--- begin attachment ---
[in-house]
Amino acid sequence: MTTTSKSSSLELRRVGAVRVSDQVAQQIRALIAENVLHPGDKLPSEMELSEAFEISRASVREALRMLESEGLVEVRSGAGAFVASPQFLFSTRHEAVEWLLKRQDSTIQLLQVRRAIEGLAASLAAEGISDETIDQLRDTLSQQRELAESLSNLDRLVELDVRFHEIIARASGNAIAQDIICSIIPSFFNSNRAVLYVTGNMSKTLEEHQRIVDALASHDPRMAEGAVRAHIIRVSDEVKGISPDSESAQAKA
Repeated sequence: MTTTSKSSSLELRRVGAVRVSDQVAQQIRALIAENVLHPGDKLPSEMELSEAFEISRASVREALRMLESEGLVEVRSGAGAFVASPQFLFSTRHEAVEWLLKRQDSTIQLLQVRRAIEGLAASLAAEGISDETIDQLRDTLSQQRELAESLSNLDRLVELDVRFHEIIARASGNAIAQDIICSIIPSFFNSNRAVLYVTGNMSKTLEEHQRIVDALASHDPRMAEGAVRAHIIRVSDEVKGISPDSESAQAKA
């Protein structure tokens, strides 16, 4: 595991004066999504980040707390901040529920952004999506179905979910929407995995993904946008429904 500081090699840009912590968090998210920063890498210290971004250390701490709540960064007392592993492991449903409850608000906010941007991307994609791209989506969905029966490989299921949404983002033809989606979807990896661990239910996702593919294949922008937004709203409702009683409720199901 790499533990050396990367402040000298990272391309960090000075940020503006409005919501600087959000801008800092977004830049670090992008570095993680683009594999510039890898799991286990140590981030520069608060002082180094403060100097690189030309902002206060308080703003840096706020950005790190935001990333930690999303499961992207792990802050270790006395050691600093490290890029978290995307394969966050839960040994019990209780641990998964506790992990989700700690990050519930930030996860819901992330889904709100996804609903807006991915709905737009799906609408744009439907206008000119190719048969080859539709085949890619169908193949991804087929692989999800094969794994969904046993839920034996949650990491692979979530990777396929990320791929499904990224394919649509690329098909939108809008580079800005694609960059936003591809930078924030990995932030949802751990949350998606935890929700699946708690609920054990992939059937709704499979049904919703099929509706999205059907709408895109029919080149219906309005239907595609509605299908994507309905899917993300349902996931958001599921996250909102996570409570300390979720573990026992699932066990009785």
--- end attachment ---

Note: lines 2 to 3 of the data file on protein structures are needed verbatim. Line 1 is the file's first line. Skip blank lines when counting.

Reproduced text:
Amino acid sequence: MTTTSKSSSLELRRVGAVRVSDQVAQQIRALIAENVLHPGDKLPSEMELSEAFEISRASVREALRMLESEGLVEVRSGAGAFVASPQFLFSTRHEAVEWLLKRQDSTIQLLQVRRAIEGLAASLAAEGISDETIDQLRDTLSQQRELAESLSNLDRLVELDVRFHEIIARASGNAIAQDIICSIIPSFFNSNRAVLYVTGNMSKTLEEHQRIVDALASHDPRMAEGAVRAHIIRVSDEVKGISPDSESAQAKA
Repeated sequence: MTTTSKSSSLELRRVGAVRVSDQVAQQIRALIAENVLHPGDKLPSEMELSEAFEISRASVREALRMLESEGLVEVRSGAGAFVASPQFLFSTRHEAVEWLLKRQDSTIQLLQVRRAIEGLAASLAAEGISDETIDQLRDTLSQQRELAESLSNLDRLVELDVRFHEIIARASGNAIAQDIICSIIPSFFNSNRAVLYVTGNMSKTLEEHQRIVDALASHDPRMAEGAVRAHIIRVSDEVKGISPDSESAQAKA